Business 2.0: How Adopting AI Can Enhance Your Business
Used correctly, AI can help to streamline processes and enable businesses and humans to be more effective and efficient, while freeing up humans to add additional value to business areas that require human analysis, strategy, and creativity. But use AI wisely…
The digital revolution has produced a radical shift in the way we go about our daily lives — from how to communicate with one another, to how we access information, and everything in between. But it’s also having a significant impact on the workplace. It’s shifting how organizations operate, what roles they fill, and how they deliver their products.
The mainstream adoption of artificial intelligence in the workplace is inevitable. There’s no debate that Artificial Intelligence can carry out certain functions better than humans, with greater accuracy and in a fraction of the time that it takes us. And while some people fear AI will replace humans across all job functions, employing AI capabilities into your business doesn’t need to spell doom for your employees.
There are much greater opportunities for a AI adoption that will undoubtedly contribute to a more productive, efficient, and valuable company.
“AI presents the opportunity for businesses to automate routine tasks so that humans can better use their time to provide higher value contributions.” — Ellie Mirman, CMO of Crayon.
AI is already proving its capabilities for increasing productivity through automation, lowering operational costs and analyzing data. With a predicted market value of $70 billion by 2020, it’s time to start looking into applications for your business if you haven’t already.
Four Areas of Your Business that AI Could Improve:
1. Business Management and Strategy
Once upon a time, it might have been a reasonable undertaking to process most of your businesses data and turn those analyses into strategies. But in today’s age of seemingly infinite information, we’re collecting troves of data and doing so at a rate we can barely match with analysis. As a result, an estimated 60–73 percent of this data is sitting unused, even though that data could contain information integral to the optimization of a business’ operations and the products it delivers to its customers.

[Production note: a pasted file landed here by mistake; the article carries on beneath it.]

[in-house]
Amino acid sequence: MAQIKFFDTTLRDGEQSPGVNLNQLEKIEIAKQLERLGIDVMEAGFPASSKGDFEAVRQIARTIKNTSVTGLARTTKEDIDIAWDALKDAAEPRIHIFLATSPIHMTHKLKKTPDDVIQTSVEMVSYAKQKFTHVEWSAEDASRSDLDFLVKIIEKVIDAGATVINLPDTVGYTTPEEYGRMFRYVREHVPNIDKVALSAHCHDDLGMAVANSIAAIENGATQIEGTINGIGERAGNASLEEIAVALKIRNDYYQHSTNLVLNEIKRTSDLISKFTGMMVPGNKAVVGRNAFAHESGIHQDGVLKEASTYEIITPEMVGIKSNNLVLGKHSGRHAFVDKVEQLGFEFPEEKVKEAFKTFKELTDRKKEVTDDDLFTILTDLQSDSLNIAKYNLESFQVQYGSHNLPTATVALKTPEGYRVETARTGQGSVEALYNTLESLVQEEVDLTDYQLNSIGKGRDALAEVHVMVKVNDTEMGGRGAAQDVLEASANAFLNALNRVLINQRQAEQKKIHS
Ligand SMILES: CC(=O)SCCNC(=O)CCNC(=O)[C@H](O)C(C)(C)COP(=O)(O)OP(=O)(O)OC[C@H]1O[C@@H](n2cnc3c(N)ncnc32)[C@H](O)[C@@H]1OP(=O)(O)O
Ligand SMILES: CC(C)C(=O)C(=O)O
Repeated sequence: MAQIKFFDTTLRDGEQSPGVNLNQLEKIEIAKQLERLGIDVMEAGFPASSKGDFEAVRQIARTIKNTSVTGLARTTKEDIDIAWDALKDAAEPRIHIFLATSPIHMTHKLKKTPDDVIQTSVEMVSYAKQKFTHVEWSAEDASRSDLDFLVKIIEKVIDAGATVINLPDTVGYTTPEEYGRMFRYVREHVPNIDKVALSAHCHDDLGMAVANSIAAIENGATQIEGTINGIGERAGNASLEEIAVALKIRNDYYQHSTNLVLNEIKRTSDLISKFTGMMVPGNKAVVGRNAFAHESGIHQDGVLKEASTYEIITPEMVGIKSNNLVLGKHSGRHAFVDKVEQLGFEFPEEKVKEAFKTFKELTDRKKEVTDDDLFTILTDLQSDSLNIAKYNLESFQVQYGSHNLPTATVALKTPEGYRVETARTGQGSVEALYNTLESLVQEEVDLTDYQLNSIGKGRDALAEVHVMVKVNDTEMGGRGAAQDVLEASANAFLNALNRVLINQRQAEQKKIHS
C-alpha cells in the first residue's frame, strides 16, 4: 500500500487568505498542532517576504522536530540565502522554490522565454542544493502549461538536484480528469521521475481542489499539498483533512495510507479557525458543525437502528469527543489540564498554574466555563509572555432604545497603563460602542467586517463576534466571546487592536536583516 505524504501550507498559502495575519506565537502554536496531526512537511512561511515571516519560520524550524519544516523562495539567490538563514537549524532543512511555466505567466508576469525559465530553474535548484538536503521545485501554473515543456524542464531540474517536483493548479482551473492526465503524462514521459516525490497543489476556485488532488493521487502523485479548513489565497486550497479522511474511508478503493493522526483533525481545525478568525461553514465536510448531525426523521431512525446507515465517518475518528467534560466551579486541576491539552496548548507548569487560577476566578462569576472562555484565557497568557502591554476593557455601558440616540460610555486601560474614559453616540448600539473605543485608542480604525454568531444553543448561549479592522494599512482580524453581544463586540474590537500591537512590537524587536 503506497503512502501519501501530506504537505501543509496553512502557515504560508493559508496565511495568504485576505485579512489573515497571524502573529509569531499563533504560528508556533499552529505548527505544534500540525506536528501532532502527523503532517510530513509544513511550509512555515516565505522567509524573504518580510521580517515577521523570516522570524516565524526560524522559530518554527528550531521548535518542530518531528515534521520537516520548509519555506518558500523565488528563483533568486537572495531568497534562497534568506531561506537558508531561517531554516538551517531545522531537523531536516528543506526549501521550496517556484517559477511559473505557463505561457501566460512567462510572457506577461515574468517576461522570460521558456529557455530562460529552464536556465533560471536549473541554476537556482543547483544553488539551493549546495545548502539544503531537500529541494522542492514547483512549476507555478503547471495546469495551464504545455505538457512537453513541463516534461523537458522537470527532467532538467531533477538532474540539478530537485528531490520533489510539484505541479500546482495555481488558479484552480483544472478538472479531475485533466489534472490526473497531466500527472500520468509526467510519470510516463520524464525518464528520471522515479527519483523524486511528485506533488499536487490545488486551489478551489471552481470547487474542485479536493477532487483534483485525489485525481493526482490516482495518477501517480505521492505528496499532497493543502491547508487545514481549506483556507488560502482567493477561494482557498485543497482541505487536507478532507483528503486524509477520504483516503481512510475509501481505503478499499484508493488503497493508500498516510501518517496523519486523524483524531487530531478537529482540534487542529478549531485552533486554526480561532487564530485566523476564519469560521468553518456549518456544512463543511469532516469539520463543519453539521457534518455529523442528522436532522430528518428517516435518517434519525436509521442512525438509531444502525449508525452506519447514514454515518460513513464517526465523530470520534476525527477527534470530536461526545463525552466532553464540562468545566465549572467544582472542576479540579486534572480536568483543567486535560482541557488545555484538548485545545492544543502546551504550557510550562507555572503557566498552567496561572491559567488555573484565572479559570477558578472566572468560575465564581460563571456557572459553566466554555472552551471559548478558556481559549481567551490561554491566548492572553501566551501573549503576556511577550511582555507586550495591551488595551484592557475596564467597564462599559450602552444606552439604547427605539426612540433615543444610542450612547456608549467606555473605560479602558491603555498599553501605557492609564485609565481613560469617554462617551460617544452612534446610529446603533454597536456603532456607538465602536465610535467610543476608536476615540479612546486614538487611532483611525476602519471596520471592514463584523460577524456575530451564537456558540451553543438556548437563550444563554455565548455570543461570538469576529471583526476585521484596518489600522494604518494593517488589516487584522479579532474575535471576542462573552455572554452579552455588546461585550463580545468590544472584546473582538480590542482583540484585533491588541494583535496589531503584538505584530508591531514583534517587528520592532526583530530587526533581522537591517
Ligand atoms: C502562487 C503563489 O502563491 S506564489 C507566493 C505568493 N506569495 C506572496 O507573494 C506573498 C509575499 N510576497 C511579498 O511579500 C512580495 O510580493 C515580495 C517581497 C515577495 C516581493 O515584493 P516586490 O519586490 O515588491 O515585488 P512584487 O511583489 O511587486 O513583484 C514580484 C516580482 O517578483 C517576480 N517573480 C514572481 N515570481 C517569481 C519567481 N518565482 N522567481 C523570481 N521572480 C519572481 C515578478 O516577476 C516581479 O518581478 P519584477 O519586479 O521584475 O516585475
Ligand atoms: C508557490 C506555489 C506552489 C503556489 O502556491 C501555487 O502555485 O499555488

Utilizing machine learning in the collection and processing of data will help you better extract value from these large datasets, which in turn will allow you to identify new opportunities to “grow revenues, product lines and offer differentiated customer experiences,” says Barry Matthews, head of UK, Ireland, and the Netherlands at ISG.
2. IT & Security
Hand in hand with data collection is data protection. There’s an increasing amount of sensitive and personal data collected and stored on the web and online servers. This access to data means companies and people are becoming more vulnerable to threats such as identity theft, fraud, phishing, and other attack vectors. These threats are becoming smarter and increasingly more difficult to prevent, detect and resolve when security is breached.
“Those who work in security operation centers have a host of functions to perform when there’s a security breach. They must determine intent, identify the intruder, gauge the impact and neutralize the attack before real impact occurs.” — Peter George, CEO of cybersecurity firm Empow.